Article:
Their ignorance will not allow them to see through the lies told them by the middlemen, the traffickers who brainwash them that there is so much of ease and good life in Europe. It is their ignorance (powered by greed) that will deafen their ears to the campaign against illegal migrants. It is their ignorance that will not allow them ask vital questions. Some of the victims are pushed into the venture by their ignorant parents who think that soon as their children get to “oyinbo land” then they have the password to wealth and good life. They refuse to realize that many of the female sojourners end up in prostitution. While many of them (prostitutes) die over there, those who manage to survive are terribly infected and almost eternally imperiled. It is ignorance that does not allow them to even understand the European economy: how many European economies are struggling to remain afloat.
So how can such an economy be such a harvest field? Yes, there are perhaps more opportunities there, but “making it” demands even more serious work.
The deceit is often presented to look attractive when they try to estimate their prospective wealth by calculating their earnings vis-à-vis the local exchange rate of the Naira.
The Idia Renaissance, headed by then-Edo First Lady, Mrs Eki Igbinedion, had done so much in stopping the Italy-bound girls from Edo State who go there for prostitution.
Today, it is no longer Italy, it is Libya. A post-Gaddafi Libya!
Many of the illegal immigrants both from Nigeria and other African countries, heading to Europe stop over in Libya. Their traffickers enjoin them to do some work to save enough money to continue the journey to Europe. They get stranded as they are not ever likely going to work and save enough to continue the journey. Even then, their traffickers are on their necks to pay up the cost of bringing them thus far, failing which they are sold out to some modern-day North African slave dealers just like common merchandise.
Nigerians being sold out as slaves in Libya, right under our nose. Nothing can be more depressing.
It is most saddening that in the 21st century, the despicable, dehumanizing trade is back on board, this time driven by Africans against fellow Africans!
It is perhaps sadder that Nigeria seems to be topping the list of such victims in Africa. Two weeks ago, 26 young Nigerian girls were found dead in an Italian ship, although official sources claim only two of the dead girls have confirmed Nigerian identity. Sources said they were sexually molested before they were killed. Curiously, the Italian authorities hurriedly buried the victims without getting either clearance from Nigeria, or even getting full details of the victims. More than700,000 illegal migrants are in Libya, just as over 2,000 have died in the sea this year alone. Over 5,000 Nigerians have been evacuated from Libya this year.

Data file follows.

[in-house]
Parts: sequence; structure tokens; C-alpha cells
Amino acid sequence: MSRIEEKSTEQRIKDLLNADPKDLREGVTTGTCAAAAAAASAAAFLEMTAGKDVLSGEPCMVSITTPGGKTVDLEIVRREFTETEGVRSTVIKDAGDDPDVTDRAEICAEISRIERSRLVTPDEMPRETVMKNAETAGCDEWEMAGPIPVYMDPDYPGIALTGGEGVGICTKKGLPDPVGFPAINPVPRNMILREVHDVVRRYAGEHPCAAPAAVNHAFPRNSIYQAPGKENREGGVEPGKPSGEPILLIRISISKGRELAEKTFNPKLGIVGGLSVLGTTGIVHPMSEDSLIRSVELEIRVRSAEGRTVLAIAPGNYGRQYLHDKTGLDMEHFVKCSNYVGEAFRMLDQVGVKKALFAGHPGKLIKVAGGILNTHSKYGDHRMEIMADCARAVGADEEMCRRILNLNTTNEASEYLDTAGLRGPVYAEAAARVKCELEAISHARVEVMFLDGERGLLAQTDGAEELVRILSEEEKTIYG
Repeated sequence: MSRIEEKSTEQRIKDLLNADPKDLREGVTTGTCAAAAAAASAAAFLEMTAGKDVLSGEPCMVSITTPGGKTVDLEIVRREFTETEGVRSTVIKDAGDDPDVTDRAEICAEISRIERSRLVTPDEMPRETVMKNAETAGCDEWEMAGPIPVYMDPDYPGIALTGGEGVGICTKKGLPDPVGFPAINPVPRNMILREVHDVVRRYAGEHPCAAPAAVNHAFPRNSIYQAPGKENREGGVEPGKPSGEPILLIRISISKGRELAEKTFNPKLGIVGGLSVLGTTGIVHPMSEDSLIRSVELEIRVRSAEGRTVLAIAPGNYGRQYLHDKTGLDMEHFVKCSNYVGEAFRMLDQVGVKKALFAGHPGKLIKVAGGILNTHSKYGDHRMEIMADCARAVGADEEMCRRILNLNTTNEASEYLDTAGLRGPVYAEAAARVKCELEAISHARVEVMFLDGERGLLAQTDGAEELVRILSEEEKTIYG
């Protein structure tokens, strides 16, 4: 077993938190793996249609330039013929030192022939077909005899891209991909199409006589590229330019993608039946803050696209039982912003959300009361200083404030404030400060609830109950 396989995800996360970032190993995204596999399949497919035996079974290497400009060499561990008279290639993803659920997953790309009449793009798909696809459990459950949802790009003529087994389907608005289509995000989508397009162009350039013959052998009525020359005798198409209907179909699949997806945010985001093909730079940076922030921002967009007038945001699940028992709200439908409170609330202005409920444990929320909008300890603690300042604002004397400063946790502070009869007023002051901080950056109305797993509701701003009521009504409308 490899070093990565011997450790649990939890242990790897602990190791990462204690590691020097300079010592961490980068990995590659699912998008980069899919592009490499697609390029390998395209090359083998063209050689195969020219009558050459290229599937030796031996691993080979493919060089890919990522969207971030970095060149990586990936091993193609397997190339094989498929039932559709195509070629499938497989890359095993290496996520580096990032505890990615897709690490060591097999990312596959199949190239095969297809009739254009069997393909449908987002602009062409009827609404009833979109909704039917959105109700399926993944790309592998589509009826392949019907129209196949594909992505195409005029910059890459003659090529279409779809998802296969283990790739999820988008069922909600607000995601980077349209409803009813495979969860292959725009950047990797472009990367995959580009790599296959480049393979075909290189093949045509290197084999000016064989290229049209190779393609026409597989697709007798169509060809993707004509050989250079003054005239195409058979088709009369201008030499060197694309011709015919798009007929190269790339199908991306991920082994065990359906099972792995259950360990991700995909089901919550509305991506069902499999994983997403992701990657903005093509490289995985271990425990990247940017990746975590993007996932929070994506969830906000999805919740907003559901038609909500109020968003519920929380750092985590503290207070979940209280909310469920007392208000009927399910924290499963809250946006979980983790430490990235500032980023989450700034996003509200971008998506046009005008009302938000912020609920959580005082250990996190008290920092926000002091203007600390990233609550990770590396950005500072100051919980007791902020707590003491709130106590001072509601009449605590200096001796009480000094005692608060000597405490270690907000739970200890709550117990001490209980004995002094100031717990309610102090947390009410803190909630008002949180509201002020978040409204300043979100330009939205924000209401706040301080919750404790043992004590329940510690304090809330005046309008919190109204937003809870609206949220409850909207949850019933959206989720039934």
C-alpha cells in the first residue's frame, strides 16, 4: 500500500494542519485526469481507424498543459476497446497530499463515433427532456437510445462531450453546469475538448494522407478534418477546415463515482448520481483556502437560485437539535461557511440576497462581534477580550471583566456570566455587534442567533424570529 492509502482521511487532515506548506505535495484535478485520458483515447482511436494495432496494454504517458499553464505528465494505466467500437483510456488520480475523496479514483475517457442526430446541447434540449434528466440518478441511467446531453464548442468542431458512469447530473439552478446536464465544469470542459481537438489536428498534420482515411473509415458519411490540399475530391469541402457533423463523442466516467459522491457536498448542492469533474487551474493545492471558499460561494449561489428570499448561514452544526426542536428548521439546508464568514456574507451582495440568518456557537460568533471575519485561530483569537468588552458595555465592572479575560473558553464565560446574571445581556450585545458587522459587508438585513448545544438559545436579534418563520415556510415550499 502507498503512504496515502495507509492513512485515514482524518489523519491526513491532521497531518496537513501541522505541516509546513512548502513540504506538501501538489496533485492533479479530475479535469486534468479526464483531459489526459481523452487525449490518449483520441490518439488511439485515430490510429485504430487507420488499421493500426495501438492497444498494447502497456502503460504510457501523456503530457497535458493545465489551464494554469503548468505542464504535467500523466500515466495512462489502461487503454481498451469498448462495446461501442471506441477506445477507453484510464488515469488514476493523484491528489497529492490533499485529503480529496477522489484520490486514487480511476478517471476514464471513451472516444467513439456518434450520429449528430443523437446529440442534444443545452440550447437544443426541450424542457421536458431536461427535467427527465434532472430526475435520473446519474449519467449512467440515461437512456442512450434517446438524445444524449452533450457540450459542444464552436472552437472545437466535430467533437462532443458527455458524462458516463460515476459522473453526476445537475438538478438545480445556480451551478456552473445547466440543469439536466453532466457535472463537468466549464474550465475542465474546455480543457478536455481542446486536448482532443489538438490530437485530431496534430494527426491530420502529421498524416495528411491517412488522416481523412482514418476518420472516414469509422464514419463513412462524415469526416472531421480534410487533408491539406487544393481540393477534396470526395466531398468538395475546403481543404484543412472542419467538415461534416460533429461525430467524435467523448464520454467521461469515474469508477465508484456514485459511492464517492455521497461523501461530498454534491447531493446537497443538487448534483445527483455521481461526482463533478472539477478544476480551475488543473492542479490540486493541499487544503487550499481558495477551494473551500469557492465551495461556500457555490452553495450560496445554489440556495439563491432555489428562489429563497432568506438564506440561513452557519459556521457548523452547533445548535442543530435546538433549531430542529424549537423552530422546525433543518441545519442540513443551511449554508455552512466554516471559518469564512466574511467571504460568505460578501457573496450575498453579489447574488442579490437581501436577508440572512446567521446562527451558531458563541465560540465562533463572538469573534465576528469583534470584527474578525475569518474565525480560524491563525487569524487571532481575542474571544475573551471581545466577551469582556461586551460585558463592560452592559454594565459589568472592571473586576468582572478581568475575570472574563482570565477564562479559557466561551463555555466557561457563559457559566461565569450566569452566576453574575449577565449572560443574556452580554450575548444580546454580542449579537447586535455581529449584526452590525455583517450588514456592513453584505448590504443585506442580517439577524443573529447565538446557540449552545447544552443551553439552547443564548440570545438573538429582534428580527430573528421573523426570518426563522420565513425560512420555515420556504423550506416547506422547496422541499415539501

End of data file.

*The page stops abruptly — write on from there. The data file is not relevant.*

Yes, it is easy to point to the tough conditions of living here in Nigeria as a propelling force to the huge rush for Europe by the mass of Nigerian youths, yet, it must be re-emphasised, as said above, that it is all powered by ignorance. Leaving Nigeria under such desperate and illegal modes is tantamount to jumping from frying pan to fire. With improper immigration documents, such illegal immigrants are disadvantaged from the word go. They can neither do proper jobs nor can they have full rights. They have disabled status from day one.
They will soon find out (if they ever survive) that Nigeria is not as despicable as they think or believe. They will soon find out that many of the things taken for granted in Nigeria are just not available in some of these countries they flock to. Those who are not careful enough end up in the prisons of the so-called European countries.
That said, Nigeria must begin to make conscious efforts to discourage the worse version of brain drain (of the ‘90s) in our society. Our leaders must make Nigeria liveable and less brutish. It is the harshness at home that makes a child to search for comfort outside the homestead.
The Nigerian government must do more than the avowed programme of evacuation of its citizens from Libya and Saudi Arabia. Home must be made conducive and friendly.
Besides deliberate effort to create jobs and give meaning to the life of many Nigerian youths, the favourable economy required to make private ventures to succeed cannot be overemphasised.
Although government seems to be responding to this affront late, it is consoling that the recently concluded African Union, European Union Summit, held in Cote De Voire, dealt extensively on this new threat to human decency. The National Assembly has sufficiently weighed into the matter with appreciable level of concern. But practical living with basic comforts for ordinary Nigerians must go beyond parliamentary casuistry.